Nike was facing a big problem in 2007. Sales of basketball shoes had plunged by 70% and they needed a solution – fast.  So they did what Nike does best, made cool shoes that challenged conventions. The release of the Kobe IV in 2009, one of the first low top basketball shoes, took the market by storm, with a product innovation that has a lot to teach, no matter your industry.

Since then, basketball shoes have grown into a platform for brands to showcase their wildest designs, patterns, and styling innovations. Customers have responded enthusiastically, and a whole new buzz has been created within this category. But this brings up a fascinating philosophical divide that applies to all kinds of products, including cars, smart phones and even bike helmets.

Consider the Tesla, iPhone, and a new bike helmet designer, Thousand. Each of these hit products caught fire through a unique, bold combination of design and function. Indeed, at first both the Tesla and iPhone faced some serious pushback because of their emphasis on high-end styling, but over time both brands have astutely straddled a rare balance between elegance and functionality.  But even niche products are aiming for this sweet spot. Consider Thousand, a startup that has made waves in the once dull category of bike helmets by infusing its products with a love of craftsmanship and an overt play for a new stylishness.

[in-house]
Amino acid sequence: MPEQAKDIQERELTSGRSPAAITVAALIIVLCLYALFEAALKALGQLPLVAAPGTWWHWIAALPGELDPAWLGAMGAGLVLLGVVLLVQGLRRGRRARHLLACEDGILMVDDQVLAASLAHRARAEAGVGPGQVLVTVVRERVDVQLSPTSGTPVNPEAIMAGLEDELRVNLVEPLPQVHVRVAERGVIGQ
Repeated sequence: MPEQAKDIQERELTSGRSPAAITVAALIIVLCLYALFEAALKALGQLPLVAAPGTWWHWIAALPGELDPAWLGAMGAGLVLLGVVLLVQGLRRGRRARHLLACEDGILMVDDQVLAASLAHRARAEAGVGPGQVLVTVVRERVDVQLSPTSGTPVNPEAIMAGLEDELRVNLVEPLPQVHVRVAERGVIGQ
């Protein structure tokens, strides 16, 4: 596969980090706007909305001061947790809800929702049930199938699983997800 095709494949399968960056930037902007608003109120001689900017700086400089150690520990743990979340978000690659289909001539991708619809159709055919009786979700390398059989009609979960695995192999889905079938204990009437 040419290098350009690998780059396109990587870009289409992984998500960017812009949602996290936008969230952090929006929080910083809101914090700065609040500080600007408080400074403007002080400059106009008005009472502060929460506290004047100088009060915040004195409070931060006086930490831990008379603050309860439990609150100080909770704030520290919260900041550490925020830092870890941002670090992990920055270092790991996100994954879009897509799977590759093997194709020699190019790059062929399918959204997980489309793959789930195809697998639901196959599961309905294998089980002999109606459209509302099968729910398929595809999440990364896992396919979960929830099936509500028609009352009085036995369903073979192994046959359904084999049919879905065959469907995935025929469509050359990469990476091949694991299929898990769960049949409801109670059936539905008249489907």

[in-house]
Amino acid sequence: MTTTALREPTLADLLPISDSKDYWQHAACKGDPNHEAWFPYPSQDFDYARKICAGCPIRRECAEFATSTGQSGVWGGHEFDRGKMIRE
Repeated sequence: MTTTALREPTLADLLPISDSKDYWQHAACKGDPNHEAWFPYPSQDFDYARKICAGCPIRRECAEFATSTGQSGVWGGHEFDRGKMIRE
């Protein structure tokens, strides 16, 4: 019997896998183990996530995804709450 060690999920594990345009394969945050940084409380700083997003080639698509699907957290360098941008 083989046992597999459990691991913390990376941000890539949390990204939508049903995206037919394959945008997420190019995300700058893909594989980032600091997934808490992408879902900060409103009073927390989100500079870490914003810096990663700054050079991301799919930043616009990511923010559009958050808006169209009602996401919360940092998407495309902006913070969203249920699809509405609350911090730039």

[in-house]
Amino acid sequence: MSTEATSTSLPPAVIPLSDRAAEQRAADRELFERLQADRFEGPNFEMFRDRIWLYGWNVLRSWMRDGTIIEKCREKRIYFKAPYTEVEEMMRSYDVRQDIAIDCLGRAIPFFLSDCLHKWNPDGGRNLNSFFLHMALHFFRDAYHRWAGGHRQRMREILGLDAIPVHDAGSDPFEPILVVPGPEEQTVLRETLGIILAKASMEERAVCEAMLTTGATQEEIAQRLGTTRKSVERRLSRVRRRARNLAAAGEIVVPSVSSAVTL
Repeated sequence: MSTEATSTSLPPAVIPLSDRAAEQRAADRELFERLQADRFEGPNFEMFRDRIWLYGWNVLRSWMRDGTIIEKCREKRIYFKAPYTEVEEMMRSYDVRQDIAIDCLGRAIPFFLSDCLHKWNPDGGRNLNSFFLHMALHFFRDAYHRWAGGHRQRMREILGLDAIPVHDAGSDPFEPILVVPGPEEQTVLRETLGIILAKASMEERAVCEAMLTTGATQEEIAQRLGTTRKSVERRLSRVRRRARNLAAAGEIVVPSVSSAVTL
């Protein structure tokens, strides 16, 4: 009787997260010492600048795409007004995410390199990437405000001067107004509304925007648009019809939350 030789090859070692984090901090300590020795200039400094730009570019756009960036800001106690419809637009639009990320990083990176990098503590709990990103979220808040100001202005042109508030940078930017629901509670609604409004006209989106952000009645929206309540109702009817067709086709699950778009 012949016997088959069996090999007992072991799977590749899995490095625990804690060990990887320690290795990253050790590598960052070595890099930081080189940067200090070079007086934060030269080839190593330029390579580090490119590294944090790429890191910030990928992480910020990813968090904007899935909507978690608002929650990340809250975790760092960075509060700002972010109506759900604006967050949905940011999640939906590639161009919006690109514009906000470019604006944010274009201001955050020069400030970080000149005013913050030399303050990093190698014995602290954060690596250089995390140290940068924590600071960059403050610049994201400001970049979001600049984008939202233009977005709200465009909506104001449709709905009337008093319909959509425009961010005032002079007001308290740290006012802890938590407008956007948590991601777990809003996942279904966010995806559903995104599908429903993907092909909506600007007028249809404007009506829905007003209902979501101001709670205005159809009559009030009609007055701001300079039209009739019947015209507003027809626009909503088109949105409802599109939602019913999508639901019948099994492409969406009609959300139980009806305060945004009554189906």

High vs. Low

Basketball shoes, like cars, tech gizmos, and now helmets, are also driven by style, but the question is whether that’s ultimately been a distraction from enhancing performance. For example, the long-running debate about high tops vs. low tops continues to rage on.  Lows were once thought to expose players to ankle injuries, but Kobe claimed the shoes were lighter and made him quicker and more agile on the court. There are more lows being made now than ever, and players continue to ask for them.

Since we design and build shoes for some of the top NBA athletes through Anta, we decided to dig in deep to better understand this conundrum. Below you will find a summary of our research:

High Top vs Low Top: The Basketball Shoe Debate from Brent James

As with everything in life, there are compromises. The trick is to achieve an elegant balance. Our research shows that highs don’t prevent ankle injuries but they do generate a subliminal feedback chain to your brain about the position of your foot, which helps athletes build more awareness and reduce the chances of landing wrong and rolling an ankle. Yet will a lighter shoe enhance the player’s speed? The evidence is not there yet, so we’re addressing this debate on a player-by-player basis.

Apple is constantly walking this line between style and substance with its phones and laptops. The company regularly strips new models of older capabilities in a drive toward design elegance, sometimes angering customers not ready to let go of their habits. Apple laptops especially have followed a path of eschewing the old (the latest MacBook has eliminated the USB port, and earlier models eschewed disk drives) toward simplicity and increasingly lightness. But there’s also an emphasis on prototyping hundreds of different feedback loops for keystrokes, tactile sensations, sounds, etc., to determine the best balance of design and function. Apple laptops look and feel different from the competition and that’s a big part of why Apple can charge a premium.